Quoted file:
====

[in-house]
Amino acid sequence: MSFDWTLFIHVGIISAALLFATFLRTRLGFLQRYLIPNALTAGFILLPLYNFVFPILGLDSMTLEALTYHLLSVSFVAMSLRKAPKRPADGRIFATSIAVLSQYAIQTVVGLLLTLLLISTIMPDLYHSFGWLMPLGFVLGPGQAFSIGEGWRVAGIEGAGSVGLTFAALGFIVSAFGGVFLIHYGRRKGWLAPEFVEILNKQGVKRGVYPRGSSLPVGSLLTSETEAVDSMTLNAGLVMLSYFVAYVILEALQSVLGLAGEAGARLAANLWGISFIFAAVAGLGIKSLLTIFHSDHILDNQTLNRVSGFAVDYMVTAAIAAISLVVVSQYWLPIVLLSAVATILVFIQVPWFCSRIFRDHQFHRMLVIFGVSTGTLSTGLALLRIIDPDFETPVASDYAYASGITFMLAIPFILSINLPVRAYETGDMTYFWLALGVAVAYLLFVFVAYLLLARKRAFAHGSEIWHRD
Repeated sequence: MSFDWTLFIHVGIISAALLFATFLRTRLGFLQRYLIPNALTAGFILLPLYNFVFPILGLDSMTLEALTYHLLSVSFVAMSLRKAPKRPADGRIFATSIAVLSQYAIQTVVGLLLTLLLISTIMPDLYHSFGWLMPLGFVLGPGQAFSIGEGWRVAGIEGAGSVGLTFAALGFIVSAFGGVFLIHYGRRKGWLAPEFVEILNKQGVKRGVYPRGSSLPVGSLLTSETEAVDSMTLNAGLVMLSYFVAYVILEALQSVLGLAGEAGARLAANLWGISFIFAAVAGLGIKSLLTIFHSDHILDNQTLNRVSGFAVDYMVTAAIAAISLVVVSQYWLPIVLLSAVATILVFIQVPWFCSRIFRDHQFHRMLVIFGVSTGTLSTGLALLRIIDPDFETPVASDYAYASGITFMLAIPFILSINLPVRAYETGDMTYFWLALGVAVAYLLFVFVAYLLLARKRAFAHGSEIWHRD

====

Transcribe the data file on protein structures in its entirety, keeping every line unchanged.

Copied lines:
[in-house]
Amino acid sequence: MSFDWTLFIHVGIISAALLFATFLRTRLGFLQRYLIPNALTAGFILLPLYNFVFPILGLDSMTLEALTYHLLSVSFVAMSLRKAPKRPADGRIFATSIAVLSQYAIQTVVGLLLTLLLISTIMPDLYHSFGWLMPLGFVLGPGQAFSIGEGWRVAGIEGAGSVGLTFAALGFIVSAFGGVFLIHYGRRKGWLAPEFVEILNKQGVKRGVYPRGSSLPVGSLLTSETEAVDSMTLNAGLVMLSYFVAYVILEALQSVLGLAGEAGARLAANLWGISFIFAAVAGLGIKSLLTIFHSDHILDNQTLNRVSGFAVDYMVTAAIAAISLVVVSQYWLPIVLLSAVATILVFIQVPWFCSRIFRDHQFHRMLVIFGVSTGTLSTGLALLRIIDPDFETPVASDYAYASGITFMLAIPFILSINLPVRAYETGDMTYFWLALGVAVAYLLFVFVAYLLLARKRAFAHGSEIWHRD
Repeated sequence: MSFDWTLFIHVGIISAALLFATFLRTRLGFLQRYLIPNALTAGFILLPLYNFVFPILGLDSMTLEALTYHLLSVSFVAMSLRKAPKRPADGRIFATSIAVLSQYAIQTVVGLLLTLLLISTIMPDLYHSFGWLMPLGFVLGPGQAFSIGEGWRVAGIEGAGSVGLTFAALGFIVSAFGGVFLIHYGRRKGWLAPEFVEILNKQGVKRGVYPRGSSLPVGSLLTSETEAVDSMTLNAGLVMLSYFVAYVILEALQSVLGLAGEAGARLAANLWGISFIFAAVAGLGIKSLLTIFHSDHILDNQTLNRVSGFAVDYMVTAAIAAISLVVVSQYWLPIVLLSAVATILVFIQVPWFCSRIFRDHQFHRMLVIFGVSTGTLSTGLALLRIIDPDFETPVASDYAYASGITFMLAIPFILSINLPVRAYETGDMTYFWLALGVAVAYLLFVFVAYLLLARKRAFAHGSEIWHRD